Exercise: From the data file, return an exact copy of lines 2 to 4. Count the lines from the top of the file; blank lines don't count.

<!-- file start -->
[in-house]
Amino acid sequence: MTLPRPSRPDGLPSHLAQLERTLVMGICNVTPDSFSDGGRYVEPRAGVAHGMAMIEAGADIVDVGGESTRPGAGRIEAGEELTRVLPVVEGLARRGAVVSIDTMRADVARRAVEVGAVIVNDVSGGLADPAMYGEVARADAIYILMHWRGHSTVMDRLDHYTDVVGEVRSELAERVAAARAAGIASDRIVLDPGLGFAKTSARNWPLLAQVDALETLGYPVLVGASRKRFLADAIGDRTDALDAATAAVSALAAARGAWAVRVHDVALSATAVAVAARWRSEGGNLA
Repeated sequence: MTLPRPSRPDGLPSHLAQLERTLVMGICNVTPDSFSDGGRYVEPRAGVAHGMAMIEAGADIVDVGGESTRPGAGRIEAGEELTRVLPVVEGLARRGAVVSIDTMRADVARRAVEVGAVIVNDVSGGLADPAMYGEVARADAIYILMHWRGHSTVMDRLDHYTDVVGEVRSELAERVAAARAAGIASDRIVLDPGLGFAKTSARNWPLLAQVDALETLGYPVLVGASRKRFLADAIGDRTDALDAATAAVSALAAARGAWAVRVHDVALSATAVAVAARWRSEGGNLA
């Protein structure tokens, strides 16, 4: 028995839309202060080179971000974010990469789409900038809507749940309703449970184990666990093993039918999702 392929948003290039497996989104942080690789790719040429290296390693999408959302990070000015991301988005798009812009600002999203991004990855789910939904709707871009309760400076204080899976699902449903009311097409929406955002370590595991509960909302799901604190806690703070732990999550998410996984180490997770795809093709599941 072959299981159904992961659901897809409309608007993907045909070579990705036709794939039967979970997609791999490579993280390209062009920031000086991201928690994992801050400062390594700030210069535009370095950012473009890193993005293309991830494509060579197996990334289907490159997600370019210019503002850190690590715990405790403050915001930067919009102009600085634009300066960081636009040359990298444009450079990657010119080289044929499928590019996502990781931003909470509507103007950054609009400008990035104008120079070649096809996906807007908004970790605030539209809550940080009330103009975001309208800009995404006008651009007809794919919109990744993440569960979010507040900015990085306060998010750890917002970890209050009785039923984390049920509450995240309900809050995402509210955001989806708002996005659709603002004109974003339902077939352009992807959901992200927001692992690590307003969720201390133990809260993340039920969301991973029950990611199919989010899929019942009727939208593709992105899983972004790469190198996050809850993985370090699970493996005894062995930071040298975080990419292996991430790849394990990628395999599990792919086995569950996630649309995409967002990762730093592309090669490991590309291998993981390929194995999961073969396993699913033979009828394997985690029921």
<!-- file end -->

Amino acid sequence: MTLPRPSRPDGLPSHLAQLERTLVMGICNVTPDSFSDGGRYVEPRAGVAHGMAMIEAGADIVDVGGESTRPGAGRIEAGEELTRVLPVVEGLARRGAVVSIDTMRADVARRAVEVGAVIVNDVSGGLADPAMYGEVARADAIYILMHWRGHSTVMDRLDHYTDVVGEVRSELAERVAAARAAGIASDRIVLDPGLGFAKTSARNWPLLAQVDALETLGYPVLVGASRKRFLADAIGDRTDALDAATAAVSALAAARGAWAVRVHDVALSATAVAVAARWRSEGGNLA
Repeated sequence: MTLPRPSRPDGLPSHLAQLERTLVMGICNVTPDSFSDGGRYVEPRAGVAHGMAMIEAGADIVDVGGESTRPGAGRIEAGEELTRVLPVVEGLARRGAVVSIDTMRADVARRAVEVGAVIVNDVSGGLADPAMYGEVARADAIYILMHWRGHSTVMDRLDHYTDVVGEVRSELAERVAAARAAGIASDRIVLDPGLGFAKTSARNWPLLAQVDALETLGYPVLVGASRKRFLADAIGDRTDALDAATAAVSALAAARGAWAVRVHDVALSATAVAVAARWRSEGGNLA
């Protein structure tokens, strides 16, 4: 028995839309202060080179971000974010990469789409900038809507749940309703449970184990666990093993039918999702 392929948003290039497996989104942080690789790719040429290296390693999408959302990070000015991301988005798009812009600002999203991004990855789910939904709707871009309760400076204080899976699902449903009311097409929406955002370590595991509960909302799901604190806690703070732990999550998410996984180490997770795809093709599941 072959299981159904992961659901897809409309608007993907045909070579990705036709794939039967979970997609791999490579993280390209062009920031000086991201928690994992801050400062390594700030210069535009370095950012473009890193993005293309991830494509060579197996990334289907490159997600370019210019503002850190690590715990405790403050915001930067919009102009600085634009300066960081636009040359990298444009450079990657010119080289044929499928590019996502990781931003909470509507103007950054609009400008990035104008120079070649096809996906807007908004970790605030539209809550940080009330103009975001309208800009995404006008651009007809794919919109990744993440569960979010507040900015990085306060998010750890917002970890209050009785039923984390049920509450995240309900809050995402509210955001989806708002996005659709603002004109974003339902077939352009992807959901992200927001692992690590307003969720201390133990809260993340039920969301991973029950990611199919989010899929019942009727939208593709992105899983972004790469190198996050809850993985370090699970493996005894062995930071040298975080990419292996991430790849394990990628395999599990792919086995569950996630649309995409967002990762730093592309090669490991590309291998993981390929194995999961073969396993699913033979009828394997985690029921």